was similar to – if not more liberal than – Rouhani.

Unfortunately he was judged too liberal to even stand for president more recently. However he was quite close to Rouhani.

Rouhani, like Rafsanji before him, has limited freedom of action. Most recently he has actually been playing a smart game in keeping just the right side of Khamenei.

I would jusge that he would view Telegram as a positive to his own political position.

After all Rafsanjani is on record as saying:

" We should let our media write within the framework of the law and we should not impose restrictions on them. … We should let our media even criticize us. Our security forces, our police and other organs have to guarantee such a climate for criticism"

Richard (profile) says:

Re: Re: I've come out against the censoring here!

Although those of us who have been around a while will be aware that the report button has suffered from some mission creep. It was originally intended only for genuine spam.

I actually find it annoying when a comment is hidden – but still followed by multiple rebuttals.

AS a rule I would say that if you are going to reply to something then don’t report it. If someone else has already put up a reply then don’t report it either – unless the reply itself is also worthy of being reported

Richard (profile) says:

Re: Re:

Why is Islamaphobia even mentioned?
Good point.
Seriously you should know better than to use that word for two reasons.

1) It is offensive to genuine phobia sufferers to use their condition as a term of abuse in this way.

2) It is a word used for shutting down debate by conflating any rational criticism of the ideology of Islam (or the historical/current practices of Islamic regimes) with racist bigotry.

PartTimeZombie (profile) says:

Re: Iran is going to cease to exist

Awesome. Thanks for that A/C.
That’s a view that’s worked really well for American interests in Iran hasn’t it?
You should read some history, particularly the bit where the CIA overthrew the democratically elected government of Iran in 1953 and forced the people of Iran to live under the vicious Pahlavi regime for the next 26 years.
Or are you advocating the murder of 81 million people because you don’t like them?

Anonymous Anonymous Coward (profile) says:

Re: Re: Iran is going to cease to exist

Yes the CIA fucked up. Yes it created a mess. But no one here elected those fuck ups. Yes those who ‘theoretically’ authorized those fuck ups were elected, but they didn’t actually tell us that they were about to fuck up yet another country, or that they had already fucked up some others up and were about to fuck up a few more.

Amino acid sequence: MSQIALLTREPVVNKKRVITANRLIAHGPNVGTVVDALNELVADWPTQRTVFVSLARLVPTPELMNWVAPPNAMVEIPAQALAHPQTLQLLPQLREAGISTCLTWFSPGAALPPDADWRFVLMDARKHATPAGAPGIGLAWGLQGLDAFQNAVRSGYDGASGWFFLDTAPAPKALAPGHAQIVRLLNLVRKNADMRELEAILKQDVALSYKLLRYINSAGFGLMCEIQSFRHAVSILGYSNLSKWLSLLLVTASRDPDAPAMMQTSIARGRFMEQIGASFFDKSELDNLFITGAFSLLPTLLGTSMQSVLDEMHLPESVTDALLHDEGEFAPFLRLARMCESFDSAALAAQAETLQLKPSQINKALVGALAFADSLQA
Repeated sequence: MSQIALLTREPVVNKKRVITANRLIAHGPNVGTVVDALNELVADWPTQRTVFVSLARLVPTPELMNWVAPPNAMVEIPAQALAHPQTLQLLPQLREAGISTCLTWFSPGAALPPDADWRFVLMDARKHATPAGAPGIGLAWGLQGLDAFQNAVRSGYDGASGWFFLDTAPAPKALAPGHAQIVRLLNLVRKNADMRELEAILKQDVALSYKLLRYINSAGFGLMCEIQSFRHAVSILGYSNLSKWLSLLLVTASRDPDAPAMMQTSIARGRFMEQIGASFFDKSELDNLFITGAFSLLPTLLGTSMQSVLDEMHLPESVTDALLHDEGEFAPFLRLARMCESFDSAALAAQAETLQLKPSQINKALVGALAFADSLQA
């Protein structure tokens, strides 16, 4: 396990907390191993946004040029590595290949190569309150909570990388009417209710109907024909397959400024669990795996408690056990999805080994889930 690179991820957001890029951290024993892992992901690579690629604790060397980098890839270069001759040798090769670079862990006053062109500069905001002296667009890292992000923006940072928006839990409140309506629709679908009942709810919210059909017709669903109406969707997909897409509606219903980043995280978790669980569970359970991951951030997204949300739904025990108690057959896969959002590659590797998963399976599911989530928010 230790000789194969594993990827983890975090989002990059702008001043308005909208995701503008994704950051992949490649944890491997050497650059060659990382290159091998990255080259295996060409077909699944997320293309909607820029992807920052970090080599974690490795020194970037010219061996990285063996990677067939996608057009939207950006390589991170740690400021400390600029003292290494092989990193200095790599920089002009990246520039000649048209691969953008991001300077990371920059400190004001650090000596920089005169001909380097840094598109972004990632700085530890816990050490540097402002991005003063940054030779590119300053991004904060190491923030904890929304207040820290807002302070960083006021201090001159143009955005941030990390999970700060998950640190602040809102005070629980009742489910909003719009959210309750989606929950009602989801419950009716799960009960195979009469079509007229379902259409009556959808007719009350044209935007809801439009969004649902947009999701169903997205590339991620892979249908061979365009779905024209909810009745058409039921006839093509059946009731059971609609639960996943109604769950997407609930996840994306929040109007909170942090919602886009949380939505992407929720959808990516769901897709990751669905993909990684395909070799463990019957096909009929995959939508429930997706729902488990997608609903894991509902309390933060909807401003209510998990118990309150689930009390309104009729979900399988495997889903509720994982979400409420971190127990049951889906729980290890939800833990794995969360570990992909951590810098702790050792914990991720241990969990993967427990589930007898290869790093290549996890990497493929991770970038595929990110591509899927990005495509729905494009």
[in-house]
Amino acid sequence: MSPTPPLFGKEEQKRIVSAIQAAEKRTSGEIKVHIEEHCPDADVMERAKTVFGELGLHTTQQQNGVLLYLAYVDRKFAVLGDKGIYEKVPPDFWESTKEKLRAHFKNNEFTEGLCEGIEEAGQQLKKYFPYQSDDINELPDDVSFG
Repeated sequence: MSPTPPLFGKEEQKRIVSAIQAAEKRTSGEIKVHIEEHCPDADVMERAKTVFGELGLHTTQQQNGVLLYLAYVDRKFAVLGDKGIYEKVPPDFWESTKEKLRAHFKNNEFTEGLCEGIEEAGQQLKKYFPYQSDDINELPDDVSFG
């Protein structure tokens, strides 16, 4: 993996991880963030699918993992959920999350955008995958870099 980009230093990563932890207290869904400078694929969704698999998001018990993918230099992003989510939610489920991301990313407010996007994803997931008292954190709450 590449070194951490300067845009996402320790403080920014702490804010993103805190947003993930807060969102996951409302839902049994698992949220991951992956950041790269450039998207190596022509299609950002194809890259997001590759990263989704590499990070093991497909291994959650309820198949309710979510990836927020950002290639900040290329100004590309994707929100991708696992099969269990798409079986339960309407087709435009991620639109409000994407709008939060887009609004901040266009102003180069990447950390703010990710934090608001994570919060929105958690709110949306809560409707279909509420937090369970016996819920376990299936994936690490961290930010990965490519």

So, while we might have some blame in the game, so to speak, the situation in Iran is not entirely our fault. It has been exacerbated by an extreme regime that came into being by replacing an extreme regime that was implemented by some dunderheads that thought they might…well what do we know what they thought about, or more properly didn’t think about, when they went in and fucked up another country?

The solution, very, very simplified, is for Iran to become less extreme. Us too!

I know some very nice Iranian people. Some are Muslim, some are Christian. None of them are extreme. But when you have a party, they don’t bring coolers with beer. They bring coolers with Stoli! 🙂

Richard (profile) says:

Re: Re: Re: Iran is going to cease to exist

Yes the CIA fucked up. Yes it created a mess.

If you think the US in particular, or the West in general (Britain and France were heavily involved between WW1 and the mid 50’s) are really responsible for the mess in the middle east you don’t know enough history. The root causes go back about 1400 years.

There was no course of action that Britain, France or the US could have taken that would have avoided a situation very much like what we see today.

The real problem is that once the Nazis and the cold war were out of the way it was inevitable that older conflicts would resurface.

Richard (profile) says:

Re: Re: Re:3 Iran is going to cease to exist

I was referring specifically to the Sunni/Shia split – which started more or less the moment the Mohammed died and has continued ever since.
This split is responsible for a large proportion of the troubles in the middle east. Historically it has only been contained by brutal dictatorships – such as the Ottoman Caliphs/Sultans and more recently the likes of Assad (senior) and Saddam Hussein.